• wireshark: The ubiquitous packet capture utility, for network traffic capture and analysis. Note that wireshark itself comes in a PortableApps package, but the WinPCAP driver must be installed on the system that will collect packets. See https://www.wireshark.org/download.html for the latest Wireshark PortableApps version, and https://www.winpcap.org/install/default.htm for the latest WinPcap driver.
  • exiftool.exe: Extract EXIF metadata from images, PDFs, Office documents, etc. Obtain it from https://www.sno.phy.queensu.ca/~phil/exiftool/
  • Didier Stevens Tools: Didier has written and released many handy Python scripts useful for IR and malware analysis. All are available from his blog, https://blog.didierstevens.com/my-software/ Ones that I use most often:
  • PDF Stream Dumper: GUI PDF tool for extracting individual components from a PDF. Source from (Warning: no HTTPS) http://sandsprite.com/blogs/index.php?uid=7&pid=57. See https://www.securityforrealpeople.com/2015/08/cracking-ctf-part-1.html for a practical example of using the respective strengths of these two PDF tools together.
  • reglister.py: Command line utility for searching the registry for large data blobs - a popular technique for hiding malware where antivirus cannot scan for it. Documented at https://github.com/dnlongen/RegLister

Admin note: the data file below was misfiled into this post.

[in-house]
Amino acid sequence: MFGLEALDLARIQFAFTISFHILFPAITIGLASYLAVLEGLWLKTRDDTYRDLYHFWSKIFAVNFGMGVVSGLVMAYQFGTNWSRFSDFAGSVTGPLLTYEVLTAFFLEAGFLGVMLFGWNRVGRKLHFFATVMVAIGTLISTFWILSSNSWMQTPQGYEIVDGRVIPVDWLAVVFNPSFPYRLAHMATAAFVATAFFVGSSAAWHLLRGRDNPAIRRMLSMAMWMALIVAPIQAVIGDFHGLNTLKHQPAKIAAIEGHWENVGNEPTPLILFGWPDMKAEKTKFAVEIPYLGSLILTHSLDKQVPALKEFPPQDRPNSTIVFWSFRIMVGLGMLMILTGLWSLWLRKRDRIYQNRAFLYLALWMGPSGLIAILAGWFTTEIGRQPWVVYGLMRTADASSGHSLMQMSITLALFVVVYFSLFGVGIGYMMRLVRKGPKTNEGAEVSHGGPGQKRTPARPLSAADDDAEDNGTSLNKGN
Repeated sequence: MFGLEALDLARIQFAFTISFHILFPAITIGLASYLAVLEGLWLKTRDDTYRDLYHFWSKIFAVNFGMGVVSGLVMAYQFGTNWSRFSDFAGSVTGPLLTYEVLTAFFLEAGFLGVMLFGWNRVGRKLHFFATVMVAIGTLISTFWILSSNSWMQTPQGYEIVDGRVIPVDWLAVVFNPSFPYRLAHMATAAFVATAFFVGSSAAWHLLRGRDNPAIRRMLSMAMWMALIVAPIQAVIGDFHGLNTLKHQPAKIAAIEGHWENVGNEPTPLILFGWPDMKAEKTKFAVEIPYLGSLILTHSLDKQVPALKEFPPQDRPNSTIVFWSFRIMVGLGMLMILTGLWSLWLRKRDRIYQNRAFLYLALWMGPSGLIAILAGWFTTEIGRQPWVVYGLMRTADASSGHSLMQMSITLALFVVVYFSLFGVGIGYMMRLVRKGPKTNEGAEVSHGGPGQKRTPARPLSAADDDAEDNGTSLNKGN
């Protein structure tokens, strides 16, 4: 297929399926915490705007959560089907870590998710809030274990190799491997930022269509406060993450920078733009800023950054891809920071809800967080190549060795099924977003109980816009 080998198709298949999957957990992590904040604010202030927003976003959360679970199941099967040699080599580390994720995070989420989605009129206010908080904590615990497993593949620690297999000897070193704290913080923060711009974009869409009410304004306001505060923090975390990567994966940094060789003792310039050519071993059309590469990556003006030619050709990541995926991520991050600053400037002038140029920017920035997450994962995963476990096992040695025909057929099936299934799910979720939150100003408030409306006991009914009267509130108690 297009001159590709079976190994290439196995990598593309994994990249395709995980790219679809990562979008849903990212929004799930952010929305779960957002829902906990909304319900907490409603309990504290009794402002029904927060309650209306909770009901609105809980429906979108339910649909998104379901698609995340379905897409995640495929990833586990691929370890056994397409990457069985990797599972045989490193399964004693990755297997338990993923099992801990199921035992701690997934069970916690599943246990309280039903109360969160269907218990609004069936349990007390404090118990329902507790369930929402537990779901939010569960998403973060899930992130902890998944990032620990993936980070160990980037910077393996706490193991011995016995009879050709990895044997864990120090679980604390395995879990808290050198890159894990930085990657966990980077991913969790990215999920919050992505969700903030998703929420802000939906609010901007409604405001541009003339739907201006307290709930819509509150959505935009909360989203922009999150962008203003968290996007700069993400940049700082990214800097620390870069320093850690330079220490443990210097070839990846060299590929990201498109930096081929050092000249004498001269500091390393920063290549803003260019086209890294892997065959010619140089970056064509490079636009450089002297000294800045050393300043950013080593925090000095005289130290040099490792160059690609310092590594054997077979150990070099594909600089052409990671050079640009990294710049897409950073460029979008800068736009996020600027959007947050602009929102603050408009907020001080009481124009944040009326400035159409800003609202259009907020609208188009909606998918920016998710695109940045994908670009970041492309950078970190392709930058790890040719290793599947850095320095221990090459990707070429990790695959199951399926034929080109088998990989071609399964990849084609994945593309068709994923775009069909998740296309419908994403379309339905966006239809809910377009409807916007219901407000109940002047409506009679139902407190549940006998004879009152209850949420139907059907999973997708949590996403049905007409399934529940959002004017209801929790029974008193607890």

• SnmpWalk.exe: command line utility for querying SNMP on a target. Available from SolarWinds at https://support.solarwinds.com/Success_Center/Network_Performance_Monitor_(NPM)/SolarWinds_SNMP_Walk_A_new_tool_for_collecting_SNMP_MIB_walks
  • NirSoft Tools: Download latest versions from http://www.nirsoft.net/utils/index.html
    • AlternateStreamView: GUI tool to see Alternate Data Streams, file content that may not be visible in the standard Windows file manager. See http://www.nirsoft.net/utils/alternate_data_streams.html for documentation.
    • USBDeview: list USB devices currently connected, as well as that were connected in the past.
    • HashMyFiles: Generate MD5, SHA-1, and SHA-256 hashes for a file or folder. Handy for hashing a suspect file to search VT for, instead of submitting a potentially revealing file.
  • DumpIt: (formerly windd32) take a snapshot of current memory. You'll need this before you can do any memory forensics. The product was previously produced by Moonsols, but is now Comea Technologies; DumpIt can be downloaded from https://blog.comae.io/your-favorite-memory-toolkit-is-back-f97072d33d5c (free, but requires registration)

A few additional tools in my toolkit are not strictly incident response items, but come in handy when the right situation presents itself.

  • Binwalk: Analyze, reverse engineer, and extract contents from firmware binaries. Find the latest version along with documentation at https://github.com/devttys0/binwalk
  • Burpsuite: The free edition has a MITM web proxy, useful for inspecting and manipulating HTTP and HTTPS traffic to and from your browser. The commercial version adds many more testing and attack bells and whistles. Obtain the latest version from https://portswigger.net/
  • 3CDaemon: 3Com's ancient TFTP/syslog/FTP client and server. Alas I am not aware of a trustworthy source for it today, but if you have it, it's worth dropping on your thumb drive as a (possibly) safer way to get files on and off a compromised system than using SMB or HTTP.